My soft launch in Mendocino County, California, proved to be a blessing in disguise! After loading my bike, I could not ride it up my friend’s drive, and I seriously struggled to even push it up. Yes, it’s a very steep 1/2 mile or so uphill drive, but still! Not only was it heavy, it wobbled and felt very unsteady (despite efforts to balance the load) as I went pretty much 5 miles down hill to my first new home.
Wow! What a home! It is the sort of spread that you would pass and wonder what kind of nifty people lived in such a cool looking place. Indeed, cool people! Actually, David, the son of the owners, is my host, and the only one around as everyone else was on vacation. His 87 year old father, some sort of explosive engineer, and his 85 year old mother, a Physicist, met at Stanford University long ago and together had 6 children and built their nifty solar home some 40 years ago. It’s still a working farm, and I have enjoyed the sheep and lambs, some born just 2 days before my arrival. My background sounds during the day are sheep laughter (bahahaha), and at night vast amount of frog sounds. Also, I met my first Emu, not sure I knew what one looked like prior to meeting 15 year old Feathers. The opitome of an excellent host, David could not be more generous or hospitable -even after I inquired if I might stay a couple extra nights as I await the arrival or my cell phone battery.
The Gates family has been hosting cyclists for about 5 years now…and hundreds have come through, and David reports only positive experiences. “It’s a cool way of bringing interesting people to us.” Their yard, especially now in full spring bloom, is lovely for camping and offers plenty of room for tents. Plus, there is a toilet and shower outside that I am welcome to use – hot water and all! Picnic tables are strategically set so I can work and watch the very entertaining farm animals, or take a break and throw a ball to Clifford, the small black dog -affectionally picked out and named by David’s six year old daughter. They even set up a rig for fixing bikes in their barn. I am told that the two sisters are avid cyclists too.
Their home doubles as the volunteer fire department for the area. The fire chief, Harold, lives on the property too and David is the assistant chief. The 4 wheel drive fire truck is stored in their barn. My second day on the farm I got to see them in action due to a medical emergency. Very impressive to see the turn out of locals to help a fellow neighbor in need.
I found out my first night in my tent that it leaks…and it wasn’t even raining! Yikes! So much for my new-to-me Big Agnes (double) tent from the REI sale, who the attend said he had personally and loved. I awoke to condensation coming through my rain fly and the netting above me, and dripping right onto my head and back. Fortunately, my older, but heavier Eureka Rainer tent was in my car just down the road. Also, I realized that the hard documents that I am carrying are just way too heavy. It dawned on my that I could take pictures of all the pages and organize the photos into folders per document. It took me about 5 hours to take all the pictures and another two to put them into folders, but I was able to shave off about five pounds. My fabulous cooking setup is going to have to go too…goodbye to my honey, cooking oil, balsamic vinegar, etc.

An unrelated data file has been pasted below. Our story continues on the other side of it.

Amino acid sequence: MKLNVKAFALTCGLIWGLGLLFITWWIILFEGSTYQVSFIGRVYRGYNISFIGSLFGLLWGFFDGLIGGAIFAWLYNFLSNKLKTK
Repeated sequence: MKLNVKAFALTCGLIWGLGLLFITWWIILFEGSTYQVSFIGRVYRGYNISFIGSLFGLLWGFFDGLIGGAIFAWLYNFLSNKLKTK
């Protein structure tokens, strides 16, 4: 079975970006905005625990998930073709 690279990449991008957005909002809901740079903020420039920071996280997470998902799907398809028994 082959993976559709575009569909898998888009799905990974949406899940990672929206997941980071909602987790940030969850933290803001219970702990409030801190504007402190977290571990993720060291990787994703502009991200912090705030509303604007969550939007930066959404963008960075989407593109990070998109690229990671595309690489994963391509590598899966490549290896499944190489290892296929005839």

Since I have not really been on my bike in a month, I decided to go for a real ride today (day 2). I loaded it about 3/4 full and rode the items back to my car, and traded up my tent and few other items. I had no problem riding up the drive way this time and carried on for about 12 beautiful miles total through redwoods and along the coast with some rather major climbs and descents. The traffic along RTE 1 is downright frightening, especially considering how little brim most of it seems to have. Amazing what a difference 25-30 pounds makes though. I won’t be able to loose that much weight, but if I can add only another 15, I just might be able to do this. I really want to bring my guitar and art supplies!
Day three and my battery still did not come, but I used the opportunity to catch a ride to bigger town and get some more groceries and cash from my bank. I forgot how when you are in the middle of nowhere, a lot of places and people want cash –plus, I avoided an ATM fee. Also, I opted to get an extra set of break pads. I’m really not sure how old mine are. My host was super nice about stopping and showing me some picturesque costal vistas outside Mendocino…and go figure, it was another beautiful sunny day.
My major challenge (and it’s a biggie) has been technology. I think I’ll bore the average reader, but if you are serious about bike touring and want to understand the experience of trying to move your life to bike when you need to connect to do work, you can read about my experience with converting from a computer to an Ipad, plus other technical matters here (soon). It definitely has not been as easy or inexpensive as I had anticipated.